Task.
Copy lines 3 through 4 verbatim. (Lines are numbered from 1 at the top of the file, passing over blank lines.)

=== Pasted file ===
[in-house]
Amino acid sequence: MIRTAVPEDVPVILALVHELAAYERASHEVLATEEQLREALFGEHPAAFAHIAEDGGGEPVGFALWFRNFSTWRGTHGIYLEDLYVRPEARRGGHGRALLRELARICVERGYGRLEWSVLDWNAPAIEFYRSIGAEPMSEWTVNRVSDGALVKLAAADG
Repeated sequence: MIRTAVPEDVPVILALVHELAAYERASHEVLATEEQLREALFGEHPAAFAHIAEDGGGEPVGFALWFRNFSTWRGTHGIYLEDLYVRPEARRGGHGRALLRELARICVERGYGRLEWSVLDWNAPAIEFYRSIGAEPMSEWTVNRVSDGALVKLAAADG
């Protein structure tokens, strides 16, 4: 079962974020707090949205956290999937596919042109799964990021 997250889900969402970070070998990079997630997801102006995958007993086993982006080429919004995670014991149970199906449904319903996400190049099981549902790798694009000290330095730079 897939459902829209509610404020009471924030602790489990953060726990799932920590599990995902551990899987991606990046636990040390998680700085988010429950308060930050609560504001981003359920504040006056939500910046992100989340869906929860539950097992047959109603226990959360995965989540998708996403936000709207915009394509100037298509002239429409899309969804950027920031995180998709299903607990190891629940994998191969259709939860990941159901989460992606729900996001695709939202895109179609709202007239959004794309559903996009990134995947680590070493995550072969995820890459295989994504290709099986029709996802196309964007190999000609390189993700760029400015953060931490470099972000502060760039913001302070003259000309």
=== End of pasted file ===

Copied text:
Repeated sequence: MIRTAVPEDVPVILALVHELAAYERASHEVLATEEQLREALFGEHPAAFAHIAEDGGGEPVGFALWFRNFSTWRGTHGIYLEDLYVRPEARRGGHGRALLRELARICVERGYGRLEWSVLDWNAPAIEFYRSIGAEPMSEWTVNRVSDGALVKLAAADG
């Protein structure tokens, strides 16, 4: 079962974020707090949205956290999937596919042109799964990021 997250889900969402970070070998990079997630997801102006995958007993086993982006080429919004995670014991149970199906449904319903996400190049099981549902790798694009000290330095730079 897939459902829209509610404020009471924030602790489990953060726990799932920590599990995902551990899987991606990046636990040390998680700085988010429950308060930050609560504001981003359920504040006056939500910046992100989340869906929860539950097992047959109603226990959360995965989540998708996403936000709207915009394509100037298509002239429409899309969804950027920031995180998709299903607990190891629940994998191969259709939860990941159901989460992606729900996001695709939202895109179609709202007239959004794309559903996009990134995947680590070493995550072969995820890459295989994504290709099986029709996802196309964007190999000609390189993700760029400015953060931490470099972000502060760039913001302070003259000309």